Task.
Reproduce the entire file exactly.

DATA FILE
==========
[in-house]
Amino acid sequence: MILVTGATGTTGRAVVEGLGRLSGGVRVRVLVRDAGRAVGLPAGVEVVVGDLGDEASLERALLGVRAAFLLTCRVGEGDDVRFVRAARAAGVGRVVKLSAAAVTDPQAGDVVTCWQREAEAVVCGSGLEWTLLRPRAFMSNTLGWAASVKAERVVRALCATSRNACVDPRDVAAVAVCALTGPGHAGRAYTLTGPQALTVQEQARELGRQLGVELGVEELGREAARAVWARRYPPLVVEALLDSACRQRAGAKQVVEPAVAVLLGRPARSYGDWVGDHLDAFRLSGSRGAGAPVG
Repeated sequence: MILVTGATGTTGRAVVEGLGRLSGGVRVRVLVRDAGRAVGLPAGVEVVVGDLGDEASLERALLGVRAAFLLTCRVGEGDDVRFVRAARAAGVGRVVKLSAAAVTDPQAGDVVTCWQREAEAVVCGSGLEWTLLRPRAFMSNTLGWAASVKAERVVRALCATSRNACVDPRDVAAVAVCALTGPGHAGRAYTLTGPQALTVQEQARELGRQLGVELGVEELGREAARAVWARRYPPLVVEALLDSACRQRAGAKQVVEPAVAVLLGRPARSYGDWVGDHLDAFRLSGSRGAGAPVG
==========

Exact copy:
[in-house]
Amino acid sequence: MILVTGATGTTGRAVVEGLGRLSGGVRVRVLVRDAGRAVGLPAGVEVVVGDLGDEASLERALLGVRAAFLLTCRVGEGDDVRFVRAARAAGVGRVVKLSAAAVTDPQAGDVVTCWQREAEAVVCGSGLEWTLLRPRAFMSNTLGWAASVKAERVVRALCATSRNACVDPRDVAAVAVCALTGPGHAGRAYTLTGPQALTVQEQARELGRQLGVELGVEELGREAARAVWARRYPPLVVEALLDSACRQRAGAKQVVEPAVAVLLGRPARSYGDWVGDHLDAFRLSGSRGAGAPVG
Repeated sequence: MILVTGATGTTGRAVVEGLGRLSGGVRVRVLVRDAGRAVGLPAGVEVVVGDLGDEASLERALLGVRAAFLLTCRVGEGDDVRFVRAARAAGVGRVVKLSAAAVTDPQAGDVVTCWQREAEAVVCGSGLEWTLLRPRAFMSNTLGWAASVKAERVVRALCATSRNACVDPRDVAAVAVCALTGPGHAGRAYTLTGPQALTVQEQARELGRQLGVELGVEELGREAARAVWARRYPPLVVEALLDSACRQRAGAKQVVEPAVAVLLGRPARSYGDWVGDHLDAFRLSGSRGAGAPVG